How To Cause Customer-Centricity By Shaping The Work Context (Part 3 of 3)

This conversation follows on from where the previous conversation left off.  Specifically, I intend to share with you the theory behind the shaping the work context approach to changes organisational behaviour. And the limitations of using the traditional tools: hard and soft.  Let’s begin.

It occurs to me that the fundamental assumption is that human behaviour is always functional. Which is to say that there is correlation between the human behaviour that occurs in a work context and how that work context shows up for the human beings who find themselves there in that context.  Put differently, there is an ongoing dance between context and behaviour: each is influenced by the other on an ongoing basis.  From this flows the following ‘advice’ from the authors of Six Simple Rules:

1. Human Beings As Purposeful Actors Making Use Of Resources And Dealing With Constraints

Human behaviour can be understood in terms of three elements. First, the goal/s, the towards-which the human being ‘moves’.  Second, the resources-tools that are at hand to help ‘move’ towards the goal. Third, that which shows up as an obstacles-hindrance.  Collectively, these three elements in their unity (as one) constitute the work context as lived-experienced. Here is what the authors say:

Understanding what people do and why they do what they do is so utterly fundamental that it is our simple rule. Before you, as a manager, do anything to solve a performance problem, you can save yourself a lot of time and money by first applying this rule.

2. Understand How The Organisational Elements Affect-Shape The Work Context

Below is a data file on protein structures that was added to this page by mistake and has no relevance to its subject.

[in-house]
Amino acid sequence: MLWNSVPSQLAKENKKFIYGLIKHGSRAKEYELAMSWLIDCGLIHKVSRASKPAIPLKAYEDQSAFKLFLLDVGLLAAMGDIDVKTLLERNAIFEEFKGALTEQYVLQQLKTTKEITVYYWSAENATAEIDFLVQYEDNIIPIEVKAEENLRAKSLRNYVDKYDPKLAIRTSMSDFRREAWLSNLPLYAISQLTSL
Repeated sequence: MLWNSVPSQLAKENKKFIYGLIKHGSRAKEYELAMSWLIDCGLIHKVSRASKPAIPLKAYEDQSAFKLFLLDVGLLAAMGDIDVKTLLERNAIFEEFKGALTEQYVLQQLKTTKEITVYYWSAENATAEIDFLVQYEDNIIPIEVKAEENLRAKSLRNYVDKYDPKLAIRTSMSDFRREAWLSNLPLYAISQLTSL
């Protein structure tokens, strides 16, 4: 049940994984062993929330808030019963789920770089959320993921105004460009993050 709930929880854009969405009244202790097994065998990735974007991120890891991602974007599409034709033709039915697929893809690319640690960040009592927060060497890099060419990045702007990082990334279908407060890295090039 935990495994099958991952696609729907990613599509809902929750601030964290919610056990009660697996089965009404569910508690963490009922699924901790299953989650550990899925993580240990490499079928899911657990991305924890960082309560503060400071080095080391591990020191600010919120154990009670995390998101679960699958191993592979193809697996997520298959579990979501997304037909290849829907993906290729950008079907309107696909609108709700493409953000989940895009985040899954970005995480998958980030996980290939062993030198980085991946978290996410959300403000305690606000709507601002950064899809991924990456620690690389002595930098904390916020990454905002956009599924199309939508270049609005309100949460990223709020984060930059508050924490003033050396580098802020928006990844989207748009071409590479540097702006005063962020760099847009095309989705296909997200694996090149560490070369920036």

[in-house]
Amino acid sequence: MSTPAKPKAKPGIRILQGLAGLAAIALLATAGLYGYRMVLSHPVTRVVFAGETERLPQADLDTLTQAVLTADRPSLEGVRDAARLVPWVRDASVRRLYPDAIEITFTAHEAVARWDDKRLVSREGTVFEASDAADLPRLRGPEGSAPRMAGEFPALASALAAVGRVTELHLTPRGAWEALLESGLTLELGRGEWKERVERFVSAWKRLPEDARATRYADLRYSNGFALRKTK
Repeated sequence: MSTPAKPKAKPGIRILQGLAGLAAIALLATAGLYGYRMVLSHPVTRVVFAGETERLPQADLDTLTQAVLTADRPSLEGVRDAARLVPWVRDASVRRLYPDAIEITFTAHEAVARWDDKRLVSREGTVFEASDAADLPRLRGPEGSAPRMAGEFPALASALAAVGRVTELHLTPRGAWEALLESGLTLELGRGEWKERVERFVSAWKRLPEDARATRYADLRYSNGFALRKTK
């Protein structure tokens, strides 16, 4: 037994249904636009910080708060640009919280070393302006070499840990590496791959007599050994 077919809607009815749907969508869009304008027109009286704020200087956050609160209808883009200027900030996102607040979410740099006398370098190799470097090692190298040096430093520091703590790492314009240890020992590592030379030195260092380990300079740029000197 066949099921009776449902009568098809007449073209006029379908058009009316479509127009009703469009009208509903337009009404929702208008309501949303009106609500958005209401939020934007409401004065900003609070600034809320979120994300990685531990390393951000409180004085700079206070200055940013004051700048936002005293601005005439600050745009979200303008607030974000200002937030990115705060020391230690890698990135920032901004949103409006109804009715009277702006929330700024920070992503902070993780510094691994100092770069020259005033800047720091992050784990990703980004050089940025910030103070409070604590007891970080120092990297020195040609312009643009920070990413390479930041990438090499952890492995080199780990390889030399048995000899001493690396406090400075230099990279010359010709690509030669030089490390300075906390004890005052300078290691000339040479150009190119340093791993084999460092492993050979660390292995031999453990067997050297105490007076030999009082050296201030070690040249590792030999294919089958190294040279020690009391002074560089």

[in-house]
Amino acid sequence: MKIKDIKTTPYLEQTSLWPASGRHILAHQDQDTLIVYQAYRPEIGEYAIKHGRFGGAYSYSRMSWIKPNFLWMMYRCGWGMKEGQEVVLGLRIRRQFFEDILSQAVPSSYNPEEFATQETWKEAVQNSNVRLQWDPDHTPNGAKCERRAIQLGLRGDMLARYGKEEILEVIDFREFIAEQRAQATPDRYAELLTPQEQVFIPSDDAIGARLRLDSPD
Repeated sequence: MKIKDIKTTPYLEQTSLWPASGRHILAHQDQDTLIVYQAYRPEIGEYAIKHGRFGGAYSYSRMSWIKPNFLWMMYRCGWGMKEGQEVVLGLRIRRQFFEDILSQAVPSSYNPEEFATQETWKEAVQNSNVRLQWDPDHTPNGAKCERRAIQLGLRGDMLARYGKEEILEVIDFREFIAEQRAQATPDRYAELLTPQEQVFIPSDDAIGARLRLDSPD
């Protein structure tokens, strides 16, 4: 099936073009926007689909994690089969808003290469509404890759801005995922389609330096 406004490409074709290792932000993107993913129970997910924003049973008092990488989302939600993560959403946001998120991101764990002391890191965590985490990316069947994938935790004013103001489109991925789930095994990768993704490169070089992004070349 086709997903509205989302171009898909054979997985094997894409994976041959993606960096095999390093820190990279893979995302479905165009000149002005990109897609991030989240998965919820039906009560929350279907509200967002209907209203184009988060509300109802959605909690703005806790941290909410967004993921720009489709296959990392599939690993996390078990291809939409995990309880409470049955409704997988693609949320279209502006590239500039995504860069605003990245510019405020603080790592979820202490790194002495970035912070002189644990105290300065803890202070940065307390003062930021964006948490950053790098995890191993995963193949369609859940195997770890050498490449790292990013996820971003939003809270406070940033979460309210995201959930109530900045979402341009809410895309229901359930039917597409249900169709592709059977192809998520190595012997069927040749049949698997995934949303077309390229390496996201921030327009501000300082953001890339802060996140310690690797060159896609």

Do organisational structures, processes, procedures, and systems matter? Do they affect-shape human behaviour?  Yes, they do affect behaviour and performance. But not in the simplistic way that most of us assume.  According to the authors (bolding is my work):

Their impact depends on how they combine with each other to shape the goals, resources and constraints  to which people adjust their behaviours.

If you do any cooking you will get that the impact that any one ingredient has depends on the other ingredients that constitute the recipe. If you manage stocks you will understand that it is not the risk of the individual stock that primarily matters – it is the impact of that stock on the risk profile of your portfolio.  Hopefully you get the idea.

3. Be Wary of Taking The Hard (Scientific Management) And Soft (Human Relations) Approaches To Improving Organisational Performance

Let’s consider each of these approaches to understand why it is that the authors advise caution in automatically and mindlessly adopting one or both of these approaches as the silver bullet for dealing with organisational challenges.

The Hard Approach And Its Limitations

Why is there is much emphasis in the hard approach on clarity – clearly specifying the rules of the game, the roles and responsibilities of the actors, the boundaries, the rewards and punishments….? Is it because the hard approach takes it for granted that performance is a direct consequence of what people are instructed and rewarded-punished for doing?  Let’s listen to the authors:

Structure defines the role, processes instruct how to perform it, and incentives motivate the right per on in the right role to do it. From this perspective, if there is a performance problem, then it must be because some key organisational element is missing or not detailed enough. So companies jump straight from identifying a performance problem to deploying new structures, processes or systems to resolve it. This error dumps a first layer of complicatedness into the organisation.

Let’s make this real by revisiting InterLodge. What did management do at the beginning? Did it not resort to restructuring and reengineering without actually looking into the work context that shaped behaviour?  And when management did look at the front line what did it conclude?